Today, the EFF is a famous lobbying group, with a long history of helping the digital downtrodden. The day after announcing their formation, the EFF announced their first case: Steve Jackson Games versus the U.S. Secret Service.
They spent $200,000 over nearly four years before finally getting the Secret Service into the courtroom, and those were early-1990s dollars. The stated goal of the trial was to establish for the first time that email was not virtual or somehow theoretical, but that it had the same existence as physical mail, and deserved the same protection. And it’s true that electronic mail has a physical manifestation. It sits on a disk in the form of tiny bits of magnetic material, representing either a one or a zero, written by a tiny magnet no differently than a letter written by pen or pencil.
The U.S. Department of Justice defended the Secret Service, saying that email on a server wasn’t private at all, because if you gave your mail to someone else to store then you’d given up any concern about its contents. They probably just forgot about how safety-deposit boxes work, because otherwise putting your private love-letters in a bank vault should be the equivalent of granting the U.S. Department of Justice permission to read them at will.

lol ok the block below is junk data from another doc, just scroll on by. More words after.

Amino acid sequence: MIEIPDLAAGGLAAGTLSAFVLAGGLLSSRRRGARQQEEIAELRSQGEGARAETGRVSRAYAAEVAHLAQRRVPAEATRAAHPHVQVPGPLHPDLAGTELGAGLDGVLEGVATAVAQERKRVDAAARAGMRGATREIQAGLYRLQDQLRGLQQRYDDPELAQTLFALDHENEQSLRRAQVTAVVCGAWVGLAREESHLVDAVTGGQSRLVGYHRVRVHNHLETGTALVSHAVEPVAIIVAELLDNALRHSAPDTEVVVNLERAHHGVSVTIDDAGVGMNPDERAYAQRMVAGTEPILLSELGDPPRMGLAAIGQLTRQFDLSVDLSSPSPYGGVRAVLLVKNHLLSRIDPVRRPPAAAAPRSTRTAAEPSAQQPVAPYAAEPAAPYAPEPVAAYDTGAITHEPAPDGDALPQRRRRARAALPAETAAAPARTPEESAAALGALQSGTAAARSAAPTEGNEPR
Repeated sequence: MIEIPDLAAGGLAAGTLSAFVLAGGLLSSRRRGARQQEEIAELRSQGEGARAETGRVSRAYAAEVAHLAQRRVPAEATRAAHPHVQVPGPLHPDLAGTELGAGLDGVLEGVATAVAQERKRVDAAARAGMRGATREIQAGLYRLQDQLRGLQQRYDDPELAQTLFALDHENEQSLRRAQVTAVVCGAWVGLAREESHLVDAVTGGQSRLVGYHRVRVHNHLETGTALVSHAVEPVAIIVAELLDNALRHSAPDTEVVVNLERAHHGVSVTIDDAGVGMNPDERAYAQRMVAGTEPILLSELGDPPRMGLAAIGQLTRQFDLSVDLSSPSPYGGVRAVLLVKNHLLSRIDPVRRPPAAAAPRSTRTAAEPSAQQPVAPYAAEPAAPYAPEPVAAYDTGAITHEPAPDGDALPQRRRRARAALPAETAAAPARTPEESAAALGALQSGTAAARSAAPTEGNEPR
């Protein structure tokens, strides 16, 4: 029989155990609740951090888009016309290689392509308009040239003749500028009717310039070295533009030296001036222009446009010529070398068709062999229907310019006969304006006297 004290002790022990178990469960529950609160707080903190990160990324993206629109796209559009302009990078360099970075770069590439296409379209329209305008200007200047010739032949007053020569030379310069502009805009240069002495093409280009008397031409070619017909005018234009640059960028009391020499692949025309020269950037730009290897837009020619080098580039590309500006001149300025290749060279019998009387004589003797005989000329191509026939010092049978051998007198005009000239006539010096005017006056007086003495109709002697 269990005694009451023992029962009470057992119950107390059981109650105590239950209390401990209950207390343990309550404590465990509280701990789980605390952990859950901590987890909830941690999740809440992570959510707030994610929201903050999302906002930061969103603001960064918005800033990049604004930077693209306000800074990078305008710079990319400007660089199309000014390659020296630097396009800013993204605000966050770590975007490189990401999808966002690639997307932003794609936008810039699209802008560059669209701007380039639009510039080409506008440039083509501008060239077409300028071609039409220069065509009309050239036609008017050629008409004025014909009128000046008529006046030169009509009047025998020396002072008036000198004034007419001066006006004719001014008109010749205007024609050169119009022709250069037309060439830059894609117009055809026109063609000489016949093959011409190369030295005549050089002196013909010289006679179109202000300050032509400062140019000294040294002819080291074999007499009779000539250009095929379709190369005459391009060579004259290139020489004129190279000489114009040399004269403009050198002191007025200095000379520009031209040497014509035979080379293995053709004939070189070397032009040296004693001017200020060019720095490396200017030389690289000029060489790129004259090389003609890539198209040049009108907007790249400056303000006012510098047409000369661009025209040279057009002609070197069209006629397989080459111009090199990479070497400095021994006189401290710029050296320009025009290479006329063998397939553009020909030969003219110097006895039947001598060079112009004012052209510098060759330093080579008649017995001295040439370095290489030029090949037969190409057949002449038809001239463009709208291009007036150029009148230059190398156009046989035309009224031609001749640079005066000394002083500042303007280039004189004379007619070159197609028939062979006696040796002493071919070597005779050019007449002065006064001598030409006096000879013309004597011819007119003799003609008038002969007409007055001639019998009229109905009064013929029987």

This was a serious concern, because after days and weeks and finally months of Steve Jackson being told that yes, tomorrow we’ll let you at your data, when he finally got one of his machines back it was apparent that someone working for the Secret Service had read people’s personal emails, and then deleted them. Steve was able to recover the content of the email by having someone perform some minor digital forensics on the disk itself. Clearly some quite personal messages, having nothing to do with the investigation, had been meddled with — again, without a warrant.